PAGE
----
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Segmental Bone Transport with the Monorail Technique in Reconstructing a Bone Defect in the ForearmA Case Report
W. Eljabu, MRCS1; Ch. Fabian, MD1; K. Wissmann, MD1; K. Reichstein, MD1
1 Centre of Traumatology, Hand and Reconstructive Surgery, Klinikum Reinkenheide Bremerhaven, Postbrook Strasse 103, 27574 Bremerhaven, Germany. E-mail address for W. Eljabu: walid.eljabu@doctors.org.uk
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Investigation performed at Klinikum Reinkenheide Bremerhaven, Bremerhaven, Germany

Disclosure: None of the authors received payments or services, either directly or indirectly (i.e., via his or her institution), from a third party in support of any aspect of this work. None of the authors, or their institution(s), have had any financial relationship, in the thirty-six months prior to submission of this work, with any entity in the biomedical arena that could be perceived to influence or have the potential to influence what is written in this work. Also, no author has had any other relationships, or has engaged in any other activities, that could be perceived to influence or have the potential to influence what is written in this work. The complete Disclosures of Potential Conflicts of Interest submitted by authors are always provided with the online version of the article.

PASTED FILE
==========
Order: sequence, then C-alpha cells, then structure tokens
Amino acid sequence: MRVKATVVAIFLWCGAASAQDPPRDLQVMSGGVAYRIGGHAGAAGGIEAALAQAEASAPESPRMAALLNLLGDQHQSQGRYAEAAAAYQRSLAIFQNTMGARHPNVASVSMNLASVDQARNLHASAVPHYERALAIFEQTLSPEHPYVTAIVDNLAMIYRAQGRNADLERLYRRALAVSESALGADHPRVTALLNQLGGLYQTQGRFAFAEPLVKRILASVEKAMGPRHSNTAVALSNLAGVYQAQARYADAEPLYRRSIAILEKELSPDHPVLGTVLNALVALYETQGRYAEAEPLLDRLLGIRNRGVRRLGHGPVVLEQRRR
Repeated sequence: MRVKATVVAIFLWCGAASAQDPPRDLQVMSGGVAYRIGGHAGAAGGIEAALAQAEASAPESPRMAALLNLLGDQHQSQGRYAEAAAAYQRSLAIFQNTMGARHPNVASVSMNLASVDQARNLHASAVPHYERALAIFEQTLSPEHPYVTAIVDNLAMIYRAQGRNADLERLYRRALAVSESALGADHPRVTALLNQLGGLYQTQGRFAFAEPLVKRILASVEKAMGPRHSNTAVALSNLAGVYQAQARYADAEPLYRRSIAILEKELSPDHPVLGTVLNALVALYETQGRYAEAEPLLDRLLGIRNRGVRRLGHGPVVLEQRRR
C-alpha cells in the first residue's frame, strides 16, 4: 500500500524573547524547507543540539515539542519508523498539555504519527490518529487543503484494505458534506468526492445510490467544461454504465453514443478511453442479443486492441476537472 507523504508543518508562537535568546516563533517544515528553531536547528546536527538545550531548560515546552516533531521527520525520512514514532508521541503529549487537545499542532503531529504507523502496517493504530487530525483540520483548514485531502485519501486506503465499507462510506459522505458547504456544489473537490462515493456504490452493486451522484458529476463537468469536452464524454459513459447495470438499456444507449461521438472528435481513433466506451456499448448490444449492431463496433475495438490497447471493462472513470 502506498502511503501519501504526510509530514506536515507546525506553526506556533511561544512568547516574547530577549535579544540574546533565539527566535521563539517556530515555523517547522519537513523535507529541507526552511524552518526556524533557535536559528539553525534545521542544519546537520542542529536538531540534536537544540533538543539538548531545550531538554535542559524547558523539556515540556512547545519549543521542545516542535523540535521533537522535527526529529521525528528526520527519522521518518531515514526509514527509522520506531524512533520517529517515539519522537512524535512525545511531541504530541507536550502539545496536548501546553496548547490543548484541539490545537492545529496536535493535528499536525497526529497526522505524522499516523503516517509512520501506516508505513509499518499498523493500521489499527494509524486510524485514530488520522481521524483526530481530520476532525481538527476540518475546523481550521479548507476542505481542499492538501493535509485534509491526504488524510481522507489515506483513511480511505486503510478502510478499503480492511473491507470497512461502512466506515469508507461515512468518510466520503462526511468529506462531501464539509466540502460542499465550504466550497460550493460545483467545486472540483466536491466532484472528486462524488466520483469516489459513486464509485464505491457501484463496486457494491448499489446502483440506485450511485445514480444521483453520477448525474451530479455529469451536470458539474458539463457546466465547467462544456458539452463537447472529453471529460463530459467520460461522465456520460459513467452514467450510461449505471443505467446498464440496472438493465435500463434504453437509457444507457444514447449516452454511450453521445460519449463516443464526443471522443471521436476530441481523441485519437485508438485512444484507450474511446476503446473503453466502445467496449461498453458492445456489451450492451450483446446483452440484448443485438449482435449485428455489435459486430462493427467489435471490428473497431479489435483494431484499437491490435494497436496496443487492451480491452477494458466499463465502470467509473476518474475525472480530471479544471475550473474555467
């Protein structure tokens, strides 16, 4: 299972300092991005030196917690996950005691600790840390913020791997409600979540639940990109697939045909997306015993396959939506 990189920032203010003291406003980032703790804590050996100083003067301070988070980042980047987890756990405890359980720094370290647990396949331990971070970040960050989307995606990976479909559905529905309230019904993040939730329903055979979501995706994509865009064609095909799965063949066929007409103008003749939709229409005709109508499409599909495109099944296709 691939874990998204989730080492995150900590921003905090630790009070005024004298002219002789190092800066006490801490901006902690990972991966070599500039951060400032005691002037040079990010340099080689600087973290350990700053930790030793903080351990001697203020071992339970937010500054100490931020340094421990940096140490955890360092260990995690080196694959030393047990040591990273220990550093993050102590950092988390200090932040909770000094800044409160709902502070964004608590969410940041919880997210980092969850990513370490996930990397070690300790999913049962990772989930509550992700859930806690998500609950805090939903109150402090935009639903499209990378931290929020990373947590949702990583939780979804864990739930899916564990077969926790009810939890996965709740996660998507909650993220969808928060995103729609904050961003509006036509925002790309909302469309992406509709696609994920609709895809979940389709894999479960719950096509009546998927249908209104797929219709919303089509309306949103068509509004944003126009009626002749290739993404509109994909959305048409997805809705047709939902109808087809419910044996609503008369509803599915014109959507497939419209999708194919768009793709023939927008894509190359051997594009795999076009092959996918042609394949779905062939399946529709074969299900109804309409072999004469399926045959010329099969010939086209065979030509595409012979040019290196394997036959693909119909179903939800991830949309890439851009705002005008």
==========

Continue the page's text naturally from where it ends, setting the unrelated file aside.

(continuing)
Copyright © 2013 by The Journal of Bone and Joint Surgery, Inc.
JBJS Case Connector, 2013 Sep 11;3(3):e87 1-5. doi: 10.2106/JBJS.CC.L.00298
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Management of posttraumatic segmental bone loss can be challenging. The reconstruction of such defects requires an infection-free zone as well as stable and reliable fixation. The variety of reconstruction methods reflects the complexity in achieving healing in the gap left by bone loss. Distraction osteogenesis, autogenous or allogenic bone-grafting, segmental bone transport, and vascularized and nonvascularized bone transfers are all well-recognized methods of treatment. Most of the associated literature is focused on lower-extremity bone defects; reports of upper-limb bone loss are rare.
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